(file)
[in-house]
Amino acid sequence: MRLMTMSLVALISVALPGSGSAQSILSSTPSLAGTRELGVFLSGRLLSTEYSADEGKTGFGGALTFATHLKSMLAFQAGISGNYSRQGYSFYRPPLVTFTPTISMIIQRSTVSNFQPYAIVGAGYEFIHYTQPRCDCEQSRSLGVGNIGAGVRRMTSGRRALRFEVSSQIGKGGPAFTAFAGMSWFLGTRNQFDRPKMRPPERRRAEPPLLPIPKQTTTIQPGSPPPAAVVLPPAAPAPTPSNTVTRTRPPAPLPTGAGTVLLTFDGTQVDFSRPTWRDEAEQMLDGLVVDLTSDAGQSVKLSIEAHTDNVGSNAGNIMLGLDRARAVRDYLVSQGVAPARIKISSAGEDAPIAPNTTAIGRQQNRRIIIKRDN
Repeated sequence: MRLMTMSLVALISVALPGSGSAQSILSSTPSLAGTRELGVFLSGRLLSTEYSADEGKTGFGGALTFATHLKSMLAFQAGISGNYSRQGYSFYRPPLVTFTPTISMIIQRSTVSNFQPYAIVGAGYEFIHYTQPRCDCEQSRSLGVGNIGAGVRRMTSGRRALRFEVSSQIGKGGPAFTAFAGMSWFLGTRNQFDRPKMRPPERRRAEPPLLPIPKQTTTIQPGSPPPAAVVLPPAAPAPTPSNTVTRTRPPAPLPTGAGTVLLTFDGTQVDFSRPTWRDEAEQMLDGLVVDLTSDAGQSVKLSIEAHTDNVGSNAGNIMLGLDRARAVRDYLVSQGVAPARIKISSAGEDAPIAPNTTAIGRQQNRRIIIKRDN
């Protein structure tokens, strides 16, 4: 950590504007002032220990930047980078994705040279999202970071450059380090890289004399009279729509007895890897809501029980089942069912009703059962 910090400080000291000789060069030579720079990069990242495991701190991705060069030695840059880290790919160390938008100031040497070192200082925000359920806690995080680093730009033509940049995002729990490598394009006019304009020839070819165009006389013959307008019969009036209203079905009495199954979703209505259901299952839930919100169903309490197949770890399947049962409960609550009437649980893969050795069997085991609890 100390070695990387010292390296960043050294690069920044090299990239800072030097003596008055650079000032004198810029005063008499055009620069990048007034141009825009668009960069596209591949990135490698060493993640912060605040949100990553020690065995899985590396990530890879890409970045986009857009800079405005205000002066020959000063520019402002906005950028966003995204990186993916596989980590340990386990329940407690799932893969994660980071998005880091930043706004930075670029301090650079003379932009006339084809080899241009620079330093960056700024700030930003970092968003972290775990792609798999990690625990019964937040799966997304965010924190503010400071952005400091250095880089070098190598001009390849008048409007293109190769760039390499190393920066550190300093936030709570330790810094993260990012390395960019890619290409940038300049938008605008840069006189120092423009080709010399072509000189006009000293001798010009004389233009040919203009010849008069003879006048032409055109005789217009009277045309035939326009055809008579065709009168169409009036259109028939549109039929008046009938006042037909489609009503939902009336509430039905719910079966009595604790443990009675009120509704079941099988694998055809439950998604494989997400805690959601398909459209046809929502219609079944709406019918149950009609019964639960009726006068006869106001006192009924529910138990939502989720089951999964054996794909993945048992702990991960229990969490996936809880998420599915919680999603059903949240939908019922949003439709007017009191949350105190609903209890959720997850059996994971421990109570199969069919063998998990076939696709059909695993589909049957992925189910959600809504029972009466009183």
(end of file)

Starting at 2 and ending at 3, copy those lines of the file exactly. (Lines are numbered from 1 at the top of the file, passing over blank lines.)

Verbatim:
Amino acid sequence: MRLMTMSLVALISVALPGSGSAQSILSSTPSLAGTRELGVFLSGRLLSTEYSADEGKTGFGGALTFATHLKSMLAFQAGISGNYSRQGYSFYRPPLVTFTPTISMIIQRSTVSNFQPYAIVGAGYEFIHYTQPRCDCEQSRSLGVGNIGAGVRRMTSGRRALRFEVSSQIGKGGPAFTAFAGMSWFLGTRNQFDRPKMRPPERRRAEPPLLPIPKQTTTIQPGSPPPAAVVLPPAAPAPTPSNTVTRTRPPAPLPTGAGTVLLTFDGTQVDFSRPTWRDEAEQMLDGLVVDLTSDAGQSVKLSIEAHTDNVGSNAGNIMLGLDRARAVRDYLVSQGVAPARIKISSAGEDAPIAPNTTAIGRQQNRRIIIKRDN
Repeated sequence: MRLMTMSLVALISVALPGSGSAQSILSSTPSLAGTRELGVFLSGRLLSTEYSADEGKTGFGGALTFATHLKSMLAFQAGISGNYSRQGYSFYRPPLVTFTPTISMIIQRSTVSNFQPYAIVGAGYEFIHYTQPRCDCEQSRSLGVGNIGAGVRRMTSGRRALRFEVSSQIGKGGPAFTAFAGMSWFLGTRNQFDRPKMRPPERRRAEPPLLPIPKQTTTIQPGSPPPAAVVLPPAAPAPTPSNTVTRTRPPAPLPTGAGTVLLTFDGTQVDFSRPTWRDEAEQMLDGLVVDLTSDAGQSVKLSIEAHTDNVGSNAGNIMLGLDRARAVRDYLVSQGVAPARIKISSAGEDAPIAPNTTAIGRQQNRRIIIKRDN